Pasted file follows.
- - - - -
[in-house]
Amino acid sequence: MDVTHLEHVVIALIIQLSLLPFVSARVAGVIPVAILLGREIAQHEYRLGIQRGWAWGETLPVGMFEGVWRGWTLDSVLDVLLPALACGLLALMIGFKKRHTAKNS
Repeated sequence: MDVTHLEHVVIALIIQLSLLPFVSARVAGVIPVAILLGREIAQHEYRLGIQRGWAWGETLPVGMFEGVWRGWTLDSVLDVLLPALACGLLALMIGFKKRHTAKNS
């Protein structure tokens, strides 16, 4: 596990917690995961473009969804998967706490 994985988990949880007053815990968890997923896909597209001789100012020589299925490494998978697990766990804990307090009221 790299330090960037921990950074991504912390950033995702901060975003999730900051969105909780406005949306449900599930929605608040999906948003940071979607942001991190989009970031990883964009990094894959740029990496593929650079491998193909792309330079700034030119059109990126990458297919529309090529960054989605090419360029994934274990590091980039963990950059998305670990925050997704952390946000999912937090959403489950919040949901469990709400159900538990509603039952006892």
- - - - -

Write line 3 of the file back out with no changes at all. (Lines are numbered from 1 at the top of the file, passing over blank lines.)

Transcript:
Repeated sequence: MDVTHLEHVVIALIIQLSLLPFVSARVAGVIPVAILLGREIAQHEYRLGIQRGWAWGETLPVGMFEGVWRGWTLDSVLDVLLPALACGLLALMIGFKKRHTAKNS